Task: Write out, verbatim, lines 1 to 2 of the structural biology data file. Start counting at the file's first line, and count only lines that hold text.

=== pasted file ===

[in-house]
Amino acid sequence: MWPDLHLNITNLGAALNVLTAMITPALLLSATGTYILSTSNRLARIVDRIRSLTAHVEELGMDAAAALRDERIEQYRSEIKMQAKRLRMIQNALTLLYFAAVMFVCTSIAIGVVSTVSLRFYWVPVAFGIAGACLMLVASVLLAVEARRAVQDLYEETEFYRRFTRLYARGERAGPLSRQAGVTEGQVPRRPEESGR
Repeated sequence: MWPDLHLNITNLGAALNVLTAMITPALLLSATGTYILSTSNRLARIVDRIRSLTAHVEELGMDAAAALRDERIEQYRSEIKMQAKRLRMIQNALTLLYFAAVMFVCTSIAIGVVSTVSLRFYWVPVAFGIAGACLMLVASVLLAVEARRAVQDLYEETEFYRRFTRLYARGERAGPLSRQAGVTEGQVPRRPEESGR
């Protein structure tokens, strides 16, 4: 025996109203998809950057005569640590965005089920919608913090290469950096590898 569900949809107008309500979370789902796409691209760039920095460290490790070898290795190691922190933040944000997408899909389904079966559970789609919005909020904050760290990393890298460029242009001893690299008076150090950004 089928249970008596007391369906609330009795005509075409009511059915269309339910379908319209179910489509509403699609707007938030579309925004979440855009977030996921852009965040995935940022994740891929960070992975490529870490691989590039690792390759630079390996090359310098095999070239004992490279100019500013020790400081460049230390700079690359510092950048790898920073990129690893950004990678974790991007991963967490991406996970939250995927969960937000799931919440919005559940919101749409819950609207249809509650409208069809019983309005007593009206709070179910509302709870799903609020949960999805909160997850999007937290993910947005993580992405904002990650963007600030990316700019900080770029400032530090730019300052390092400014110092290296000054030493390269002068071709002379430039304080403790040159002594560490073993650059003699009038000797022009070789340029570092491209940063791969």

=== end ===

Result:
[in-house]
Amino acid sequence: MWPDLHLNITNLGAALNVLTAMITPALLLSATGTYILSTSNRLARIVDRIRSLTAHVEELGMDAAAALRDERIEQYRSEIKMQAKRLRMIQNALTLLYFAAVMFVCTSIAIGVVSTVSLRFYWVPVAFGIAGACLMLVASVLLAVEARRAVQDLYEETEFYRRFTRLYARGERAGPLSRQAGVTEGQVPRRPEESGR